Women represent nearly half of the global fisheries workforce, yet their contributions to the industry remain about as visible — particularly to researchers and policymakers — as the buried clams they dig up from the seabed’s muddy bottom.
A team of researchers recently published their findings on women’s contributions to fisheries economies after examining the five globally significant marine fishing countries of Mexico, Peru, Senegal, South Africa and Vietnam. They found that current, quantitative information on women’s fishing activities was “very limited” for all these countries — with the exception of Peru — and therefore a major impediment to developing gender-sensitive policies and programs.
“Fishing activities of women and children, such as gleaning — the shoreline collection of invertebrates and small fish — have been overlooked, as they were not considered fishing,” said Sarah Harper, the lead author of the study and a fisheries researcher at the University of British Columbia. For this and other reasons, it was long assumed that only men fish in any appreciable capacity.
Shedding light on the lack of recognition of women’s roles in fisheries is not new. According to the study, however, the ways in which it’s being done is evolving. What was once focused primarily on qualitative descriptions is now shifting and expanding to also “quantify contributions by women in terms of total catch, value to the economy, household food, income and nutritional security and employment,” the researchers noted.
Making this pivot from qualitative to quantitative accounts and measurements — from gender-blind to gender-specific data gathering and analysis — is not just important for ensuring the equal rights of women in fisheries. It is also critical to understanding the ecological impacts of fishing and developing responsible management plans for global fisheries, which, according to the World Bank, forego more than $80 billion each year from overfishing.
“By not considering or including these activities in assessments of fishing pressure, we can underestimate the overall ecological impact of the fisheries sector,” Harper said. But increased decision-making involvement from women, who carry vast knowledge and experience as gleaners, processors and traders, can improve management outcomes and initiatives.
Traditionally, fishing has maintained a narrow definition, including only those who go out to sea to catch fish from a vessel, using specialized gears, for commercial purposes. This focus on direct, formal and paid fishing activities — all of which are overwhelmingly dominated by men — perpetuates the overlooking and undervaluing of women throughout small-scale fisheries and excludes them from having a seat at the policy and decision-making table.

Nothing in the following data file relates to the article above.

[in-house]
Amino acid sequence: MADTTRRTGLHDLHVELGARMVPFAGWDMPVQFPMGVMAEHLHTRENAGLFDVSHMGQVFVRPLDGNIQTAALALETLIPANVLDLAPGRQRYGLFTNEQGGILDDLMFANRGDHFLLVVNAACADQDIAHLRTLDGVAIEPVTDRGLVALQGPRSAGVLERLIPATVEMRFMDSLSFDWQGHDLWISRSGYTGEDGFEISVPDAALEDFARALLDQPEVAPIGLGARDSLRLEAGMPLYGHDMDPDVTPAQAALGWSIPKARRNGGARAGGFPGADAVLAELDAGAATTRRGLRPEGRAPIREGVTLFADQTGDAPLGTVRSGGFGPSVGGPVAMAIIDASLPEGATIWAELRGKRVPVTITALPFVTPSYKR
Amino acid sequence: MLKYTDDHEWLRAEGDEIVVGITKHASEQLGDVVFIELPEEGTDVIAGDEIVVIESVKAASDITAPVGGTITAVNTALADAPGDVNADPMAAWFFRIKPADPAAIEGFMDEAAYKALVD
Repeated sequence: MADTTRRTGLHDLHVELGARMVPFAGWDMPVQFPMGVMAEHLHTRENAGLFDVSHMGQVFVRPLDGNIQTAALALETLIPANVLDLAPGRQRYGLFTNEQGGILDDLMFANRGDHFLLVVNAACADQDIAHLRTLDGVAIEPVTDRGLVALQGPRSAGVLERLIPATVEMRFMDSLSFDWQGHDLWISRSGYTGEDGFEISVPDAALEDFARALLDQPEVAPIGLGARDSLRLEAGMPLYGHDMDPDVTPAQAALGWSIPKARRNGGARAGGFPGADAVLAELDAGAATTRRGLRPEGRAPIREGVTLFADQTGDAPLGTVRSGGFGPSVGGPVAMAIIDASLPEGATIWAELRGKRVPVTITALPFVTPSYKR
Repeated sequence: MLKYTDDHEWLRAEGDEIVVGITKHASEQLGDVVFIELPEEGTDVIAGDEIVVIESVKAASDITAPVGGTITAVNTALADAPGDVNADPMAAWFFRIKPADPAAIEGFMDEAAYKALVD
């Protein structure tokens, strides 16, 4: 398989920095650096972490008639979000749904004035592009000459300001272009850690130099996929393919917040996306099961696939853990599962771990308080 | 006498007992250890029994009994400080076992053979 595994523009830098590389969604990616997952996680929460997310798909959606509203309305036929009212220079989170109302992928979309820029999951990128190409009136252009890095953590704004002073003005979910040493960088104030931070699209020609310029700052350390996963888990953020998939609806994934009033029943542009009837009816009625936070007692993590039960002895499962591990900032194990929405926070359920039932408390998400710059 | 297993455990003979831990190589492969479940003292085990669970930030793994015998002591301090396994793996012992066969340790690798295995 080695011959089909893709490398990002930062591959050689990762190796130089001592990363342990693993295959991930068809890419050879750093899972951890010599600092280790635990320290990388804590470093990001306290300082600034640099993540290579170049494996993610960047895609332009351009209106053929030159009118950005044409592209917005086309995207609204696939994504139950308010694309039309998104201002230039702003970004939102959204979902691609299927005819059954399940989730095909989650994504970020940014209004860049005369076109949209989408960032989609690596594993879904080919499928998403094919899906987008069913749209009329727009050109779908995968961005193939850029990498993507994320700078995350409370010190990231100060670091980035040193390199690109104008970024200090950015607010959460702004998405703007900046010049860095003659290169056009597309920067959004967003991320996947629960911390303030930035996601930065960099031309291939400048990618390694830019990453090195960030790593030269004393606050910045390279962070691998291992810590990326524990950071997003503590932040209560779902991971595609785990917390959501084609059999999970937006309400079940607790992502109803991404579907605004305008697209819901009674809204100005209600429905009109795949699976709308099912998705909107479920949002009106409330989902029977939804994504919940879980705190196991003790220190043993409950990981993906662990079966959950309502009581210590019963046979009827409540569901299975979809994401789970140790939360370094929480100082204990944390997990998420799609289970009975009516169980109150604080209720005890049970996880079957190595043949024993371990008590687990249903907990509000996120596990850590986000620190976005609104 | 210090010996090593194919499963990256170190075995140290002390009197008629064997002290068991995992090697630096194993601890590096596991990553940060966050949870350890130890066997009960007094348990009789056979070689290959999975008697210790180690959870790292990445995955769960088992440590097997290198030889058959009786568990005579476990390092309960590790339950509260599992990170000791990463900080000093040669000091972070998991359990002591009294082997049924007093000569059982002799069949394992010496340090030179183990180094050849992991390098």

Within small-scale fisheries, however, women play a “critical role in every link of the value chain,” from production and processing to marketing and trade, according to the U.N.’s Food and Agriculture Organization. Subsistence fisherwomen, Harper explained, are often the foundation of food security in some of the world’s poorest communities, serving as primary caregivers who provide their families with dependable, healthy protein when other food sources prove unreliable. Additionally, Harper noted, they are also expected to “maintain the household and keep communities and families together while men are out at sea.”
The limited definition of what it means to be a fisher, combined with women’s work in this sector being typically unpaid, informal, part-time or “simply considered an extension of the women’s household responsibilities,” leaves women playing a role that is both vital but invisible to the world’s fisheries workforce.
A resilient sea
Ending overfishing presents clear benefits for the women who depend on the sea for income and food. But rebuilding fisheries can benefit women in a way that previously hasn’t been recognized, said Oceana scientist Margot Stiles, who also contributed to Harper’s study. When natural resources are managed responsibly, there is “more resilience in the community and more options for people to be independent and to earn their own living — particularly for small-scale artisanal fishing women,” she said.
But before policymakers can tackle gender inequalities or scientists can contribute to more equitable and sustainable fisheries, the first step to closing any gaps — whether related to gender equality or sufficient data — is identifying all those involved.
“If we have greater transparency and a better sense of who’s holding the permits and who the participants in the fisheries are, then it would be more feasible to design policies that are gender-aware, that are addressing all the needs that may come for the wide range of fishers — both men and women,” Stiles said.